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Choosing to attend a support group can be very helpful to your overall recovery from substance abuse and addiction. But how do you find the right support group and when should you consider becoming a member as a part of your treatment?
Types of Support Groups
Support groups are according to the National Institute on Alcohol Abuse and Alcoholism, “groups of two or more people who share a problem and come together to provide problem-specific help and support to one another.” There are several different types of these programs, and many of these are even divided into more specific groups that focus on one drug or addiction only.
- 12-step groups are, undoubtedly, the most popular type of support group available. Since the 1930s, people have been joining Alcoholics Anonymous in order to quit drinking, and many other types of 12-step programs also exist today. These programs revolve mostly around regular attendance at meetings, practicing abstinence, and members helping one another. The program also teaches that one must give themselves over to a higher power in order to achieve a strong recovery.
- SMART Recovery, Secular Organizations for Sobriety, and other types of support groups revolve more around the idea of self-empowerment. These programs believe that members should learn to control their substance abuse without relying on a higher power.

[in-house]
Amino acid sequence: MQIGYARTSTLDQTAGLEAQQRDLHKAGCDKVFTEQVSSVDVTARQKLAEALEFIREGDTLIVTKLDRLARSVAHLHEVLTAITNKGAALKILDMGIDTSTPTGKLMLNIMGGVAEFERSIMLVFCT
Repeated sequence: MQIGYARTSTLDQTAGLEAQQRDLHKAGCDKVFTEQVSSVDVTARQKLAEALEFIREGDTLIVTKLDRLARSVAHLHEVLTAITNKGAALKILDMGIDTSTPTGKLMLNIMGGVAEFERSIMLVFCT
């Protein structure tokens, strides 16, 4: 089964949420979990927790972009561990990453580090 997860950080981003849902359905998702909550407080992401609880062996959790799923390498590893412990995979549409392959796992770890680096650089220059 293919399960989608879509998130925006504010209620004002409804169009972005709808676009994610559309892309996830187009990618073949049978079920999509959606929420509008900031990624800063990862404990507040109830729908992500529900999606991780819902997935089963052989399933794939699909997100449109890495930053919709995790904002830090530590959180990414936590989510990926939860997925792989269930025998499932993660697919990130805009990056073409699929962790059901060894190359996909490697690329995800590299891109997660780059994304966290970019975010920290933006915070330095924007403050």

- Some programs also teach that members should not consider abstinence to be the only way toward recovery. These programs can sometimes be successful for certain individuals who can continue to drink or participate in another activity in moderation without complete abstinence.
- Al-Anon and Nar-Anon are two other types of support groups meant for the family members of addicts. These programs are often built on the idea of trying to understand a loved ones’ journey of recovery as well as healing for those who have been hurt by the addictions of others.
Considering Your Situation
People often choose 12-step support groups to help them through their recoveries. These options can help to support “abstinence and other healthy lifestyle goals” and provide members with social support (National Institute on Drug Abuse). If you are religious and/or have already chosen a higher power you feel comfortable with, a 12-step program could be beneficial to you.
While one’s higher power need not be religious in nature, some individuals feel uncomfortable with this concept. If you do, you may want to choose a secular support group option like one of those listed above. In addition, if you do not feel abstinence is the best option for your needs, a non-12-step program could be helpful to you. It is important to consider all your needs and beliefs before choosing a support group and to understand what the group itself teaches and whether or not you feel their philosophy is one you are comfortable with.
Attend a Meeting
One of the best ways to find out if a support group is right for your needs is to attend a meeting. Usually, these programs are free, which can be helpful to those who are already dealing with the costs of rehab. Attending one meeting shouldn’t cost you anything at all, and it can also help you decide if a specific program is the best choice for your needs.
How Do I Choose a Support Group?
Choosing a support group should be highly based on what your needs are as a recovering addict, how you believe you will best be able to achieve a happy, successful life in recovery, and which methods will benefit you most. In general, though, it is important to choose a support group either after or during your time in a professional rehab program.
Everyone suffering from addiction should attend rehab in order to safely recover from their substance abuse, and support groups like those mentioned above can be a great supplement to treatment.